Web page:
LPL Research recently penned an interesting post entitled “Why Stocks Like Higher Rates.” 

“What does it mean for equities if rates and yields do indeed go higher? Fortunately, to the surprise of many, stocks historically do very well when rates increase. Since 1996, stocks gained all 11 times we saw higher rates,” 

Here is the conclusion:

“Not to be outdone, the current period of higher rates began in September 2017 and the S&P 500 is up another 11% since then. History suggests higher rates may be a good thing and should the 10-year Treasury yield break about the critical 3% area, this could be further support for the bull market.”

The analysis is actually backwards.

Michael Lebowitz just wrote about this in Fasten Your Seat Belt, Turbulence Ahead. His article is worth reviewing to see what has really happened over entire rate cycles and not hand chosen dates to prove a point.

While the markets, due to momentum, may choose to ignore the effect of “monetary tightening” in the short-term, what about the longer-term? For example, one might think based on the LPL table above that the financial crisis of 2008 was positive for stock investors. The analysis shows that in 8 of the 15 months spanning from March 2008 to June 2009, equity holders had gains. While that is true, equity holders that did not get the memo with specific dates on when to buy and sell lost over 50%.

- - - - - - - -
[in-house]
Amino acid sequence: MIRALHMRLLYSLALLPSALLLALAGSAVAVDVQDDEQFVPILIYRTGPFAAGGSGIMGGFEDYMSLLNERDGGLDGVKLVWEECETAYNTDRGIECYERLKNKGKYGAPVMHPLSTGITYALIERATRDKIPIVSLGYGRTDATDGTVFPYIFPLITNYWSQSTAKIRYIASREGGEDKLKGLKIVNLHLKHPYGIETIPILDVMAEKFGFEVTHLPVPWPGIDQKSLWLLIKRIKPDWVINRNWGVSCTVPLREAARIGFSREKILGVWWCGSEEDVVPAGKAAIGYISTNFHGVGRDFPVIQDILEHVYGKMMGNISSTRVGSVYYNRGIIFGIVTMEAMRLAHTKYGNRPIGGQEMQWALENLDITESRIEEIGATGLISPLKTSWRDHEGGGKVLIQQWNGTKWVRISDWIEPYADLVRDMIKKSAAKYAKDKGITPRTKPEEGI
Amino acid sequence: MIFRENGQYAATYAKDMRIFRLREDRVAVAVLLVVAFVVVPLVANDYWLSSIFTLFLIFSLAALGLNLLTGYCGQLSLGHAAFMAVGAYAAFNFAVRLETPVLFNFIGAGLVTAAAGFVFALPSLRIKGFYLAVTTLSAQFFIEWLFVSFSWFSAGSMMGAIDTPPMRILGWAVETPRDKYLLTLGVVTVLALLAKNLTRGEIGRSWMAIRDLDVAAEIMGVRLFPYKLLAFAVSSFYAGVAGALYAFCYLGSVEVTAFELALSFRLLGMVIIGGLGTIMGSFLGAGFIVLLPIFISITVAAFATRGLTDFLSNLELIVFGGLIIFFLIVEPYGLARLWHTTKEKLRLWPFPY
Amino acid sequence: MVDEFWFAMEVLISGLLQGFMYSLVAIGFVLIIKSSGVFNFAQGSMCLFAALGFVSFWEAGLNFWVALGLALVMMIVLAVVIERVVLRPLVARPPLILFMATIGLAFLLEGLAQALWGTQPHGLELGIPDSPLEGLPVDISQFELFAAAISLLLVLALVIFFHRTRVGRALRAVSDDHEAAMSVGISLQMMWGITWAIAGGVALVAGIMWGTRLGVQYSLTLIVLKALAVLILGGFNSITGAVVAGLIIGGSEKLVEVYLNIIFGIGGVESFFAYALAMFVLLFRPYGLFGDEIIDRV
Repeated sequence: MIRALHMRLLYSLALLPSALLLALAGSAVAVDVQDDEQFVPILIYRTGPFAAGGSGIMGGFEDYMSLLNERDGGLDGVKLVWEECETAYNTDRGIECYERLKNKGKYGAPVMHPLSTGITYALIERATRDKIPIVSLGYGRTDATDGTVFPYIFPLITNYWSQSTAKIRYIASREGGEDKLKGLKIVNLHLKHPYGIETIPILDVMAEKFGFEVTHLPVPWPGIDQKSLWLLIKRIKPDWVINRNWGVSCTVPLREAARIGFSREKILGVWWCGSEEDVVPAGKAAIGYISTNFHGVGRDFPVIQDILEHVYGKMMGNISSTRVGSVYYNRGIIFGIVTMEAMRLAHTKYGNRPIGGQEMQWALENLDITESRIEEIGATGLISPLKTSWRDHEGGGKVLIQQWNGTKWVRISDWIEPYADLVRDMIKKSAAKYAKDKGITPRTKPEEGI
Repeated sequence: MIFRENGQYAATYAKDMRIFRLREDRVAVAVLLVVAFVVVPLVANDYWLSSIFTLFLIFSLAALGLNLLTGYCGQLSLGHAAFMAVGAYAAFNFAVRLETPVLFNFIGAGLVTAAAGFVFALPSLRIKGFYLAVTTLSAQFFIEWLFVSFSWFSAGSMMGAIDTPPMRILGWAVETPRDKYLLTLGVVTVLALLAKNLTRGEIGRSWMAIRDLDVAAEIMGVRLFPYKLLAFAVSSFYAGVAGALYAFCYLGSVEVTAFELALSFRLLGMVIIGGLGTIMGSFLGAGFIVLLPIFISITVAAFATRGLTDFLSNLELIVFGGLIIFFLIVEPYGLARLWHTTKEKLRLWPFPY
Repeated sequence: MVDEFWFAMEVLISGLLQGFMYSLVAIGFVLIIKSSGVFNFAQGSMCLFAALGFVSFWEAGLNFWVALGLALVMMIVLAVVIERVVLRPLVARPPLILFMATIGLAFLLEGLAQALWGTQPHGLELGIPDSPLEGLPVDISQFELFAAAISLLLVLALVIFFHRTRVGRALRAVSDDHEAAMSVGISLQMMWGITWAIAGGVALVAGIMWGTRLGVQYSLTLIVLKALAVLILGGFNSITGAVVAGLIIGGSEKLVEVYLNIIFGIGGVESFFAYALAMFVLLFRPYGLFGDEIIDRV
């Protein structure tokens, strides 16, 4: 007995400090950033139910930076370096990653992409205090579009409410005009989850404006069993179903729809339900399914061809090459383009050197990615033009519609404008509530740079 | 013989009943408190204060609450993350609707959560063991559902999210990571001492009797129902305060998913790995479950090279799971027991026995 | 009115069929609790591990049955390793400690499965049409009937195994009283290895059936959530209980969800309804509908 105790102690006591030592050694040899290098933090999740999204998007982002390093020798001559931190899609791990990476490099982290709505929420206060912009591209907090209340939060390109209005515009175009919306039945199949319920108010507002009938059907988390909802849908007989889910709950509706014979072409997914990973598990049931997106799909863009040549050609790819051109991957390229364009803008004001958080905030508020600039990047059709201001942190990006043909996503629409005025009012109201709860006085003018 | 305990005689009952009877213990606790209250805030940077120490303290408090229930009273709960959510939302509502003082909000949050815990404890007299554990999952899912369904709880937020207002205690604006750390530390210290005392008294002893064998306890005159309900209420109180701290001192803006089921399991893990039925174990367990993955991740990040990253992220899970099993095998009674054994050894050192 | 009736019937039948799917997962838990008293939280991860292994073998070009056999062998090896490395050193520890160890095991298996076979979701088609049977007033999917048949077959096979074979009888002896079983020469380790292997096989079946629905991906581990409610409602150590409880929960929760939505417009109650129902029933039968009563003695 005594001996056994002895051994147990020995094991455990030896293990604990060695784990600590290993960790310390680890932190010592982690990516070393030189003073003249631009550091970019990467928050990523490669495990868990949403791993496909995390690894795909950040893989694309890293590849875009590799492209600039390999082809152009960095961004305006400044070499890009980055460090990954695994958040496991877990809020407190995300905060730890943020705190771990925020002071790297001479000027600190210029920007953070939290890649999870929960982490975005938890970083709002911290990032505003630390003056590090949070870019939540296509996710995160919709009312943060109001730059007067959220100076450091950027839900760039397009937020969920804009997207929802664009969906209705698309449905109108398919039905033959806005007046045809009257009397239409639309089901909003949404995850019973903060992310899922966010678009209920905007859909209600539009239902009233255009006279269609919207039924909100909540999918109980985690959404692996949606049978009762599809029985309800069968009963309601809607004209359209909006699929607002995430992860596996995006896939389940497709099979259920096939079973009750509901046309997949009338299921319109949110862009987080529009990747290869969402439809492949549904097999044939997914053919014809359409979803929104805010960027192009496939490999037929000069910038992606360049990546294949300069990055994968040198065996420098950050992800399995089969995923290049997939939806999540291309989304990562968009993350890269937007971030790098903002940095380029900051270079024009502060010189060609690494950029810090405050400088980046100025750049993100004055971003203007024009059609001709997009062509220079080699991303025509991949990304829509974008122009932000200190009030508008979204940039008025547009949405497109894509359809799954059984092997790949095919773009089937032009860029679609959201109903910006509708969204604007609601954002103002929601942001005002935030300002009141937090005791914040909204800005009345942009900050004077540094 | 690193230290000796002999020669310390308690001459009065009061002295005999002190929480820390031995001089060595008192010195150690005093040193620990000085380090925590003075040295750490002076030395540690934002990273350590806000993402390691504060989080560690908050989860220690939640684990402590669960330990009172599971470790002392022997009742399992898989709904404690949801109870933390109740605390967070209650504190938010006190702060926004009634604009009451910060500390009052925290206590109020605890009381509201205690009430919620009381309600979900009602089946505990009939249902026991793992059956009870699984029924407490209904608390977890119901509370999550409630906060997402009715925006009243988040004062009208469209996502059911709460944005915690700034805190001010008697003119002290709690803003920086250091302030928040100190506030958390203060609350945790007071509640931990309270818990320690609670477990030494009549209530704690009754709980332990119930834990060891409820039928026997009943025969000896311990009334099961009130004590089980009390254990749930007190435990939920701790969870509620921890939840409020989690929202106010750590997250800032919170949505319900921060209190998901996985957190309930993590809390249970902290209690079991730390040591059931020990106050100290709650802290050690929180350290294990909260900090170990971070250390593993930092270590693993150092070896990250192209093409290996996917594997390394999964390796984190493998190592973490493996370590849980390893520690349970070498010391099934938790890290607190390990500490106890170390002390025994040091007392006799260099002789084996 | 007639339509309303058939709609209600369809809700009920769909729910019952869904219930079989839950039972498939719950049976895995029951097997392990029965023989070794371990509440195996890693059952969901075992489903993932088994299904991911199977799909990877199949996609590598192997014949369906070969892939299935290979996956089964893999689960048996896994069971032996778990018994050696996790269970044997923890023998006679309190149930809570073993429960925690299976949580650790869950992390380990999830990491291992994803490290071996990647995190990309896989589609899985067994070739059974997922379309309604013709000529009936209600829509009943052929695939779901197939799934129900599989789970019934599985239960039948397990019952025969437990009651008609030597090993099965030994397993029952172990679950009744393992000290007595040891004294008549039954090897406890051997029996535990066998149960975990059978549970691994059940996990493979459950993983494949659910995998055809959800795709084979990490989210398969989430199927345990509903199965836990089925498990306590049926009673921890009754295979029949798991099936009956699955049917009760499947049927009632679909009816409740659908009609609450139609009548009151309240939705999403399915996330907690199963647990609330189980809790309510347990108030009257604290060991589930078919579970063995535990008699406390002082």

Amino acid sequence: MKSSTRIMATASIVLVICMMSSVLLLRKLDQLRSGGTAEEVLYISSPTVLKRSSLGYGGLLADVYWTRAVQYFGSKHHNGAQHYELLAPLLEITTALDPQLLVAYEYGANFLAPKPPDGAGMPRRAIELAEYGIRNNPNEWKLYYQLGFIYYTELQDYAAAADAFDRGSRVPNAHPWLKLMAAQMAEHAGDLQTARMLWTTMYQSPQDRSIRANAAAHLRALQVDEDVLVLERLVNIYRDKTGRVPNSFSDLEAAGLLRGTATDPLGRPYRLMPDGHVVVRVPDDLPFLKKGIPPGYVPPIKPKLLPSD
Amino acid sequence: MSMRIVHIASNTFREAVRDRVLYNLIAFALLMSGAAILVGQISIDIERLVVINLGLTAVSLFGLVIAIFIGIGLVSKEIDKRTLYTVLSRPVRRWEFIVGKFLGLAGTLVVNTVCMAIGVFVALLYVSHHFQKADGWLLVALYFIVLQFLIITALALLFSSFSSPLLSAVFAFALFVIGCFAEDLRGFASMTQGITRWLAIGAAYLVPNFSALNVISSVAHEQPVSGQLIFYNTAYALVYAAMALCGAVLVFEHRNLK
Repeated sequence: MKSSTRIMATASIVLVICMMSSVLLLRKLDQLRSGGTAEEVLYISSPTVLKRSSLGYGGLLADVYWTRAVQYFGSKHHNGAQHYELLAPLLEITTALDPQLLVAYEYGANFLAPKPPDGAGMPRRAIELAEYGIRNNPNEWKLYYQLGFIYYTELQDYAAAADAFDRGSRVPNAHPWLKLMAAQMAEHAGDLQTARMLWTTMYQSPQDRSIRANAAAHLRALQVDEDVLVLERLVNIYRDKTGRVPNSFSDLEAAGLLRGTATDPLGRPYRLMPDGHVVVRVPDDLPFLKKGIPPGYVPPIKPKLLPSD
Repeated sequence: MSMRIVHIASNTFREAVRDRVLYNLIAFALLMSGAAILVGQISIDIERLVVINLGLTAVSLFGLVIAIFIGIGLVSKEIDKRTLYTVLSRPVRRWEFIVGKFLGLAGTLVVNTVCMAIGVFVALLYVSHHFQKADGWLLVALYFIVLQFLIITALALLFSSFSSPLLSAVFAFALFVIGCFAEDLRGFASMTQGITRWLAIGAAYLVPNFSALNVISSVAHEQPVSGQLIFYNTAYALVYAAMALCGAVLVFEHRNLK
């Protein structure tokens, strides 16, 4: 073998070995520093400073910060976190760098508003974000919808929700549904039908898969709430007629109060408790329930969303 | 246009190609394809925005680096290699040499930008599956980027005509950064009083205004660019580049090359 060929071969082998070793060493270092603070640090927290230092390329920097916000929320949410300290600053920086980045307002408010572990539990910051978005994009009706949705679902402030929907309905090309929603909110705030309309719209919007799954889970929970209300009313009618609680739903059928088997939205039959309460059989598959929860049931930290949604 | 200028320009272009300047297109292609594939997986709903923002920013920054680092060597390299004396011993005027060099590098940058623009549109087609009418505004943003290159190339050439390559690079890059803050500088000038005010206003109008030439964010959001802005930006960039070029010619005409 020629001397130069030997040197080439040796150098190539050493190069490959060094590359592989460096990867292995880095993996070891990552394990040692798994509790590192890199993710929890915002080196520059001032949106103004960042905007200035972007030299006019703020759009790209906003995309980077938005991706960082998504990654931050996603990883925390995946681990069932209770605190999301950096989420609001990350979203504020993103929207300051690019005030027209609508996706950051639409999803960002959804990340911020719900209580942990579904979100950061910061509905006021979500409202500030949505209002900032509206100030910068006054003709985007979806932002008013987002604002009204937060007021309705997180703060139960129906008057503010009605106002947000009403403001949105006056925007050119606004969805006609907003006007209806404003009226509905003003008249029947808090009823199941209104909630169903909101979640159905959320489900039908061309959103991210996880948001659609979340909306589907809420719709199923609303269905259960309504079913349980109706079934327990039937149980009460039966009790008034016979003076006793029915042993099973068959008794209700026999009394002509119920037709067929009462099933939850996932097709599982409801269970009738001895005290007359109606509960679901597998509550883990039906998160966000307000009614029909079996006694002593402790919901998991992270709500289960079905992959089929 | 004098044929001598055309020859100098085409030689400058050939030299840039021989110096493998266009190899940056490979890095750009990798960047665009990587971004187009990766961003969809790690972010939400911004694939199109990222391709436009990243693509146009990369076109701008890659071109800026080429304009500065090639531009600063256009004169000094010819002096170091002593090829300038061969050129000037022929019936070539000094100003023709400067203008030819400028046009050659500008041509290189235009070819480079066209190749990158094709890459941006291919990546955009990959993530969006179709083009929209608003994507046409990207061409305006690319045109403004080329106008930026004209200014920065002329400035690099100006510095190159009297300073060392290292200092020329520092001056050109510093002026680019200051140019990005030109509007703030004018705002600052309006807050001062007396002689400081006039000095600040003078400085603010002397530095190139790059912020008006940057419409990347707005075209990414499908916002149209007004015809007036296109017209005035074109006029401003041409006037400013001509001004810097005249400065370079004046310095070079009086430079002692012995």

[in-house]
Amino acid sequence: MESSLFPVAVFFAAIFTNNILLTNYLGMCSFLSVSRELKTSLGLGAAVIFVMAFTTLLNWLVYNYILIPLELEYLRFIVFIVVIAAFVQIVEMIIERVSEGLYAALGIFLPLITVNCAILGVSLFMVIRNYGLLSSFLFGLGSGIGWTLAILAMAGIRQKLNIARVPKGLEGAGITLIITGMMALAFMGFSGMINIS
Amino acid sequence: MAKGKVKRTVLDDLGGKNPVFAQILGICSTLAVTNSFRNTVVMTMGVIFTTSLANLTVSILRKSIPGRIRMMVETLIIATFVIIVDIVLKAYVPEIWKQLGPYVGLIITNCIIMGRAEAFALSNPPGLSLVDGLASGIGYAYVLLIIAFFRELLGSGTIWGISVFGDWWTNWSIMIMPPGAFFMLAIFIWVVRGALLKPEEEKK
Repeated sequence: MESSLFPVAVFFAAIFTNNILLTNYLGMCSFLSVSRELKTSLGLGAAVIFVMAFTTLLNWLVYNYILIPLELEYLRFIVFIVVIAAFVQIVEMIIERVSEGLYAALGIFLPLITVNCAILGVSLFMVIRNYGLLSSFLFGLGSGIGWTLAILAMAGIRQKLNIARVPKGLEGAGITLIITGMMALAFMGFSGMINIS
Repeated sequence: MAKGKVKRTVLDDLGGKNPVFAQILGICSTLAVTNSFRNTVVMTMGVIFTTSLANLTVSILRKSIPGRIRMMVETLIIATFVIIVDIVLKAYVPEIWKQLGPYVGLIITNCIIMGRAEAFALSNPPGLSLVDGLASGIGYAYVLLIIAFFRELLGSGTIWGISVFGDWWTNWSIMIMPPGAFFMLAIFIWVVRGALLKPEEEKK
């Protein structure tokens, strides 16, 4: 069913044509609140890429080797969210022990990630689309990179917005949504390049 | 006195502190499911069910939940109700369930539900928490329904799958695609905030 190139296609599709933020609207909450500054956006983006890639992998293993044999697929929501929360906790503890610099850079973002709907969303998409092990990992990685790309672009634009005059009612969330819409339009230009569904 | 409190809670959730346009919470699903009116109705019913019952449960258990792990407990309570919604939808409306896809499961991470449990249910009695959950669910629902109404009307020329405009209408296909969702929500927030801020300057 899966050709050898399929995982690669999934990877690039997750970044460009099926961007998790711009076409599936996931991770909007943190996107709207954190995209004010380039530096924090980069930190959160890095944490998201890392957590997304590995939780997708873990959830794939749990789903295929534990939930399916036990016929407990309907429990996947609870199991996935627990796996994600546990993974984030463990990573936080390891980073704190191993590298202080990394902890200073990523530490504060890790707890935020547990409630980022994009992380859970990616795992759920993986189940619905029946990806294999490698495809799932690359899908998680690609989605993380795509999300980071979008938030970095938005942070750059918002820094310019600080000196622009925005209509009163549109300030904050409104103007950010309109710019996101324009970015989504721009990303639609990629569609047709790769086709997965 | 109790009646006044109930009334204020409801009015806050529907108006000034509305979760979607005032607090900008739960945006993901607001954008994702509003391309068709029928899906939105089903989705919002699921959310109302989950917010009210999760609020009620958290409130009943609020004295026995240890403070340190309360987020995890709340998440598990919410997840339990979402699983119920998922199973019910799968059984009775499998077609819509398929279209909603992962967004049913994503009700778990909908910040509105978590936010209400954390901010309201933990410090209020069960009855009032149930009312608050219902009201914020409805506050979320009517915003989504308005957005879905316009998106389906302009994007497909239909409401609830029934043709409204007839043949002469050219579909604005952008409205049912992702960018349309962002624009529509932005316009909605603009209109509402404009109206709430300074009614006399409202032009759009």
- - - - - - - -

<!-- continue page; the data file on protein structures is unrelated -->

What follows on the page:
As shown in the table below, the bulk of losses in markets are tied to economic recessions

However, while it is true the historical average interest rate where a recession was triggered was near 5%, averages are very deceptive.

Of more importance than the nominal level, are the actions of the Federal Reserve which are typically reflected by the 10-year Treasury rate. The graph below shows the confluence of Fed Fund increases and recessions. The table below the graph shows the date of the first Fed rate hike, the number of months until the next event which was either a recession, a market correction or both, and the percentage decline in the stock market.

Print Friendly, PDF & Email